Like all self-aggrandizing entities, the “Now You See Me” franchise (a third film is already in the works) has a lot of nerve.
While it is not built on a previously existing comic book with a fan base waiting to be served, its good guys are a bunch of narcissistic Las Vegas magicians, and its connection to any sort of human reality a thinly stretched piece of Silly String, the first installment nevertheless won over audiences — scoring points with bounce and bravado when the convoluted story unraveled into one impossibility after another. And since that first film concluded with more questions than explanations, another chapter was always the rhinoceros waiting to be pulled out of a hat.
No worries if you never got around to seeing the first film: Thaddeus Bradley (Morgan Freeman), a character who somehow built a career for himself by debunking magicians — as though the public actually believed these people were, indeed, wizards of some sort — narrates a convenient, bare-bones recap of 2013’s “Now You See Me” in the opening sequence. Depending on your investment level, this matters or it doesn’t. OK, let’s just say it doesn’t.
The Four Horsemen — a Robin Hood-styled Vegas act made up of hypnotist Merritt (Woody Harrelson), brash street magician Daniel (Jesse Eisenberg), gory fake-out artist Lula (Lizzy Caplan, filling a vacancy left by the departure of Isla Fisher), and Jack (Dave Franco), whose main skill seems to involve being superhumanly good at flicking his wrist and throwing playing cards at difficult-to-reach targets — are in hiding.
Having spent the first movie robbing from the evil rich in order to shower their audiences with money, a clever trick that both teases a little justice out of the stone-cold world and simultaneously ensures their own act’s popularity pretty much forever, they’ve spent a long time out of the public eye. Now the secret society known as The Eye beckons them to fight another battle.
What’s The Eye? Well, that’s complicated and murky, and the less you know going in, the better. Just know that a new threat to public safety has reared its head, and The Eye doesn’t like it. This time it’s nefarious tech boss Walter Mabry (Daniel Radcliffe, who’s given the film’s best throwaway line, in which he mentions his own youthful flirtation with magic). Walter wants a powerful chip that he plans to use to control all the world’s computers, and he decides to force the 4H team to steal it for him. Working both sides of the legal fence is FBI agent/other Horseman Dylan Rhodes (Mark Ruffalo), a magician’s son with an agenda of his own. Meanwhile, Thaddeus slinks around the margins, waiting to blow your mind.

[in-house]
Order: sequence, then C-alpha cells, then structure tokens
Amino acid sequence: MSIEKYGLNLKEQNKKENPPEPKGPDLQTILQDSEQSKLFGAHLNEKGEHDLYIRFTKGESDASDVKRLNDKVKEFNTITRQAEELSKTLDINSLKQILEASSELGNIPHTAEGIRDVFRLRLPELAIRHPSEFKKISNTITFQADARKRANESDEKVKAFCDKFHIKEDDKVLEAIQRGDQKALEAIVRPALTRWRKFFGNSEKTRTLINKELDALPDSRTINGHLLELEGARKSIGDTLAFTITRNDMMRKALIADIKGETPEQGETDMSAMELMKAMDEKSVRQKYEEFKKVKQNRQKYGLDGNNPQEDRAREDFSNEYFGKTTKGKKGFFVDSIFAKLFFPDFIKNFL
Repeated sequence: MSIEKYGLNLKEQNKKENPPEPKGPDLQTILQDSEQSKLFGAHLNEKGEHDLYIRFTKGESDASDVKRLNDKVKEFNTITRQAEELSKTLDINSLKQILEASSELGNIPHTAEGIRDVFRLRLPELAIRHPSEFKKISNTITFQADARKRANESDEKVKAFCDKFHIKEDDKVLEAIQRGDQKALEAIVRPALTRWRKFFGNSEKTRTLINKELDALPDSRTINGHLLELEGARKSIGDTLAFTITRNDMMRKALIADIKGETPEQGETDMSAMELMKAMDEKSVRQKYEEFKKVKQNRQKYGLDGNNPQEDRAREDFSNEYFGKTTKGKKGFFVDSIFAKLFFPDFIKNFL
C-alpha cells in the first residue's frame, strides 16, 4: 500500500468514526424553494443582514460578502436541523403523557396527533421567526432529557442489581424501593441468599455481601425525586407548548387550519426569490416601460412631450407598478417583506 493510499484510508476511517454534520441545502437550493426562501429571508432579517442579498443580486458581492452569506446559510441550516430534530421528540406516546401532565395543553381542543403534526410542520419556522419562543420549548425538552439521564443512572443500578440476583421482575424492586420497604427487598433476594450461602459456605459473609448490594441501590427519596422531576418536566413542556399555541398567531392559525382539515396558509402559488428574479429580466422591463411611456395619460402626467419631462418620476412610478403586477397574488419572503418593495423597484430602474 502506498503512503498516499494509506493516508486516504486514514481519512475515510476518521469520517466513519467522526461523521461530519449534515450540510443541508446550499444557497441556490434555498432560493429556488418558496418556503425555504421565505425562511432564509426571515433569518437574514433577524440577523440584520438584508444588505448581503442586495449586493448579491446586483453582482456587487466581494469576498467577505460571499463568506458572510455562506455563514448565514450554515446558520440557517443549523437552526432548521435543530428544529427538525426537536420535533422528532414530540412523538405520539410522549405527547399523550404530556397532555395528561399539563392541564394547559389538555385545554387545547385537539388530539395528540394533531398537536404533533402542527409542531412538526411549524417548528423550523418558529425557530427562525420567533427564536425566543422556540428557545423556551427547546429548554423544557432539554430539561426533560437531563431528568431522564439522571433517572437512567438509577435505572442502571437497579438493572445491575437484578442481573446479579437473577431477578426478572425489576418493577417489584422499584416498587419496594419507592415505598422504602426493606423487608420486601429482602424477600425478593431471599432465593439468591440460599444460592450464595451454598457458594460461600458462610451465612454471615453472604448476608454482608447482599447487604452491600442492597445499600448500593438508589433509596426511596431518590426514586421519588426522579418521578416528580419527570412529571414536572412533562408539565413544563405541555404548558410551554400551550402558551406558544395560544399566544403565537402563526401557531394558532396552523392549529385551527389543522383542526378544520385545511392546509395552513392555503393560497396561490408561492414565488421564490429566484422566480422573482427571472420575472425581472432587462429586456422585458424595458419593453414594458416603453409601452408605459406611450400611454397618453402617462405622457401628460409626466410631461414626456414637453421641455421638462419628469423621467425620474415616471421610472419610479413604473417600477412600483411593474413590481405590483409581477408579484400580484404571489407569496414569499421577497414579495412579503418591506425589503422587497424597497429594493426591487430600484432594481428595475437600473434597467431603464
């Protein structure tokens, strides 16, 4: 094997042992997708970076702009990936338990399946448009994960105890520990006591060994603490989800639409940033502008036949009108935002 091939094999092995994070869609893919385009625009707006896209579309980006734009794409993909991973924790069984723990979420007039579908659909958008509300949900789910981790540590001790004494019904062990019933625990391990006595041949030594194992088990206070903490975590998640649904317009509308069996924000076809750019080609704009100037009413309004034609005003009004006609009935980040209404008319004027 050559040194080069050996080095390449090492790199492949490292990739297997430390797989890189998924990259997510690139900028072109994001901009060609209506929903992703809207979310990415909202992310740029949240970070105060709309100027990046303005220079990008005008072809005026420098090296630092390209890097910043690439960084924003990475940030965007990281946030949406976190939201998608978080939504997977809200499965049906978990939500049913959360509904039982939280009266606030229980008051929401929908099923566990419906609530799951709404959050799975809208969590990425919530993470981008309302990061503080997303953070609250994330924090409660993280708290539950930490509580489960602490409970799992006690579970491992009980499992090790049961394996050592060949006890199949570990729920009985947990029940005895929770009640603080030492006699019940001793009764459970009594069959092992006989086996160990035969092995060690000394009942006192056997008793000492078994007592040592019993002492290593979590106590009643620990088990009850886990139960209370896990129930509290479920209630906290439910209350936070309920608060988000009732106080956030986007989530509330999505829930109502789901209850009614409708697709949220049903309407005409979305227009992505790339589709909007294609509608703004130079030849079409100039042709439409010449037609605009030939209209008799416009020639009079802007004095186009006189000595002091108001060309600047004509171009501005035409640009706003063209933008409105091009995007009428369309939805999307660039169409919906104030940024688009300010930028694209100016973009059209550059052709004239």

It would be an act of bad faith to give away too many details from a movie about crime-fighting magicians, but much like the first film, the trickery of “Now You See Me 2” involves thoroughly preposterous levels of technical precision, feats of transformation and transportation over great distances at immense expense, surprise reveals, hitch-free stunts, doppelgangers, unseen assistants and faked identities, all bolstered by the kind of wild good luck and staggering synchronization found only in movies.
Director Jon M. Chu has a lighter touch than “Now You See Me” director Louis Leterrier. The latter’s “Transporter” pedigree made sure there was plenty of rugged action, but Chu’s résumé boasts “Jem and the Holograms,” “G.I. Joe: Retaliation,” and more than one film in the “Step Up” franchise. The man knows his cartoons, and that’s a good thing.
To keep the entire enterprise from floating away, cinematographer Peter Deming (“Mulholland Drive,” the upcoming “Twin Peaks” revival) positions most of the onscreen bodies in as much detailed darkness as possible, the better to minimize the utter ridiculousness of their actions.
Ed Solomon returns to screenwriting duties, and his Horsemen, originally coming off as a pack of self-serving careerists, are looking more and more like a less-powerful Avengers, the bickering turned up, the oppressive egos and posturing turned down. The cast follows this lead, and Caplan, in particular, provides a fresh infusion of smart-ass energy into the boy’s club.
The superhero parallels keep coming, and that’s clearly intentional. The film is aware of its place in a cinematic landscape that prefers its crime fighters to have at least some sort of enhanced personal ability. But “Now You See Me 2” knows its heroes can’t save the world, and more importantly, it knows that saving the world keeps getting done to death in other movies, and that no one in the audience expects anything less.
So the film positions itself as a fantasy of minor, more personal justice. Global tech surveillance and privacy invasion, the financial sector’s rigged economy, corporate dominance over ordinary lives: these are the enemies, not comic-book aliens from space, and for the film’s duration, people in street clothes are fighting back and winning. And then they hang out and explain how they did it — which is weird, and no actual magician would ever do it, but it’s a movie so they kind of have to. For their next trick, they make a next trick sound like an attractive prospect.